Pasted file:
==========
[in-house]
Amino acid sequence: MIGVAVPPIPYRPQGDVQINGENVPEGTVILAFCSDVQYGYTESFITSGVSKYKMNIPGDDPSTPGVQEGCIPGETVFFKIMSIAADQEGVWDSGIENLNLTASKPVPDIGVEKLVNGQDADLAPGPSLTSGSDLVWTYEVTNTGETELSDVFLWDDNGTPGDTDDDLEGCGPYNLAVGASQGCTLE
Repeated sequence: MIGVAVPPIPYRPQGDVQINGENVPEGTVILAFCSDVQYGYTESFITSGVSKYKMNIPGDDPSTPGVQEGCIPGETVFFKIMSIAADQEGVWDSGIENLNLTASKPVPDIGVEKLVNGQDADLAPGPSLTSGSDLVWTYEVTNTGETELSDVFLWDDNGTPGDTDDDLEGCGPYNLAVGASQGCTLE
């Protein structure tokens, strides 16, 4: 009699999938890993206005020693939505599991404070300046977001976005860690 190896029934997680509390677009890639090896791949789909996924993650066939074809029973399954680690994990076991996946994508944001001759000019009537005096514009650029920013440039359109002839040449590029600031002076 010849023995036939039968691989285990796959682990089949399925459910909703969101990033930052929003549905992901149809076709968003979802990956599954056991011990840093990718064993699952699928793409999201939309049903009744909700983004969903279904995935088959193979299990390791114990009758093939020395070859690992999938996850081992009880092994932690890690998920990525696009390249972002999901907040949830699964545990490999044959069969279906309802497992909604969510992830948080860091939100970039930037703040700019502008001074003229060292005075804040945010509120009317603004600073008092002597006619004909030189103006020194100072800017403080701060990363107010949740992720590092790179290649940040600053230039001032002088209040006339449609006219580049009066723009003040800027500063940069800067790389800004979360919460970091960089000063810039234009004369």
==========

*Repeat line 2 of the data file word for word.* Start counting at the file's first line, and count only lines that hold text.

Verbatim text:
Amino acid sequence: MIGVAVPPIPYRPQGDVQINGENVPEGTVILAFCSDVQYGYTESFITSGVSKYKMNIPGDDPSTPGVQEGCIPGETVFFKIMSIAADQEGVWDSGIENLNLTASKPVPDIGVEKLVNGQDADLAPGPSLTSGSDLVWTYEVTNTGETELSDVFLWDDNGTPGDTDDDLEGCGPYNLAVGASQGCTLE